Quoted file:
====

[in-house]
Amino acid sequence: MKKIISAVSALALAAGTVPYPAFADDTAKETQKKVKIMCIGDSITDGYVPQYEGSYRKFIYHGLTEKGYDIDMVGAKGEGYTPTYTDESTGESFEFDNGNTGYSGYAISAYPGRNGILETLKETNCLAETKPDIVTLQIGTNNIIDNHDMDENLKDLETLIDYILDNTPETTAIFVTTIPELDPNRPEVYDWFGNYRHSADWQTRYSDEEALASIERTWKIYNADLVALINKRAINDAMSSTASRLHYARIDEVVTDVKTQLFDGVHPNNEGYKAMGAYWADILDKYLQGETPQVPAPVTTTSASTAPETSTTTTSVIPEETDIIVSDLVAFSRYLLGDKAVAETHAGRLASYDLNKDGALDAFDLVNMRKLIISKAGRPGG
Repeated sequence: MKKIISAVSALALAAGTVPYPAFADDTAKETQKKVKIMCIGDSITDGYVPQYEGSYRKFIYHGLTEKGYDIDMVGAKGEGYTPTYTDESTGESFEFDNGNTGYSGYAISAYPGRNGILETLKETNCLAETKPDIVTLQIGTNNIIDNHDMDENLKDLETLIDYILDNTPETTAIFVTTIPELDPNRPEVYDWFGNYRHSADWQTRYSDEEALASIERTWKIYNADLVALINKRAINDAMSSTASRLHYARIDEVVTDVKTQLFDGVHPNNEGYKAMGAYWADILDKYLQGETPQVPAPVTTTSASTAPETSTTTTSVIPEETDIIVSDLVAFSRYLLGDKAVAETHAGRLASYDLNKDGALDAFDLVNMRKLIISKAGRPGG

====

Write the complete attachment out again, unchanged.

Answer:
[in-house]
Amino acid sequence: MKKIISAVSALALAAGTVPYPAFADDTAKETQKKVKIMCIGDSITDGYVPQYEGSYRKFIYHGLTEKGYDIDMVGAKGEGYTPTYTDESTGESFEFDNGNTGYSGYAISAYPGRNGILETLKETNCLAETKPDIVTLQIGTNNIIDNHDMDENLKDLETLIDYILDNTPETTAIFVTTIPELDPNRPEVYDWFGNYRHSADWQTRYSDEEALASIERTWKIYNADLVALINKRAINDAMSSTASRLHYARIDEVVTDVKTQLFDGVHPNNEGYKAMGAYWADILDKYLQGETPQVPAPVTTTSASTAPETSTTTTSVIPEETDIIVSDLVAFSRYLLGDKAVAETHAGRLASYDLNKDGALDAFDLVNMRKLIISKAGRPGG
Repeated sequence: MKKIISAVSALALAAGTVPYPAFADDTAKETQKKVKIMCIGDSITDGYVPQYEGSYRKFIYHGLTEKGYDIDMVGAKGEGYTPTYTDESTGESFEFDNGNTGYSGYAISAYPGRNGILETLKETNCLAETKPDIVTLQIGTNNIIDNHDMDENLKDLETLIDYILDNTPETTAIFVTTIPELDPNRPEVYDWFGNYRHSADWQTRYSDEEALASIERTWKIYNADLVALINKRAINDAMSSTASRLHYARIDEVVTDVKTQLFDGVHPNNEGYKAMGAYWADILDKYLQGETPQVPAPVTTTSASTAPETSTTTTSVIPEETDIIVSDLVAFSRYLLGDKAVAETHAGRLASYDLNKDGALDAFDLVNMRKLIISKAGRPGG